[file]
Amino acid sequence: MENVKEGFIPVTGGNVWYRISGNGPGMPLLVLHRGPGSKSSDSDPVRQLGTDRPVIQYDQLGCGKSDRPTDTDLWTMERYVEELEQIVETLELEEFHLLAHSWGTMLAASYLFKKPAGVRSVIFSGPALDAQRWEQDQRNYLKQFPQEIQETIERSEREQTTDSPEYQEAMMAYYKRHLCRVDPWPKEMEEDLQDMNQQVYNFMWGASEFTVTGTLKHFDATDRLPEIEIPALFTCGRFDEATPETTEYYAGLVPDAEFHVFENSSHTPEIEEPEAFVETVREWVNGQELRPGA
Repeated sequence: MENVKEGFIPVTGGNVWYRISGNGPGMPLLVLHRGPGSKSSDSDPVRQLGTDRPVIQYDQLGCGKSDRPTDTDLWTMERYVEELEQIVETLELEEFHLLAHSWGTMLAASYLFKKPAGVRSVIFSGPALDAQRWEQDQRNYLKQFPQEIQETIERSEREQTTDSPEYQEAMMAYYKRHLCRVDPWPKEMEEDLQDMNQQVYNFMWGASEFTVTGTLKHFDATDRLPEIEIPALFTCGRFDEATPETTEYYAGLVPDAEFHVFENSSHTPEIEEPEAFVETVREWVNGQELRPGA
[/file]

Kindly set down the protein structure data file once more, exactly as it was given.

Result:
Amino acid sequence: MENVKEGFIPVTGGNVWYRISGNGPGMPLLVLHRGPGSKSSDSDPVRQLGTDRPVIQYDQLGCGKSDRPTDTDLWTMERYVEELEQIVETLELEEFHLLAHSWGTMLAASYLFKKPAGVRSVIFSGPALDAQRWEQDQRNYLKQFPQEIQETIERSEREQTTDSPEYQEAMMAYYKRHLCRVDPWPKEMEEDLQDMNQQVYNFMWGASEFTVTGTLKHFDATDRLPEIEIPALFTCGRFDEATPETTEYYAGLVPDAEFHVFENSSHTPEIEEPEAFVETVREWVNGQELRPGA
Repeated sequence: MENVKEGFIPVTGGNVWYRISGNGPGMPLLVLHRGPGSKSSDSDPVRQLGTDRPVIQYDQLGCGKSDRPTDTDLWTMERYVEELEQIVETLELEEFHLLAHSWGTMLAASYLFKKPAGVRSVIFSGPALDAQRWEQDQRNYLKQFPQEIQETIERSEREQTTDSPEYQEAMMAYYKRHLCRVDPWPKEMEEDLQDMNQQVYNFMWGASEFTVTGTLKHFDATDRLPEIEIPALFTCGRFDEATPETTEYYAGLVPDAEFHVFENSSHTPEIEEPEAFVETVREWVNGQELRPGA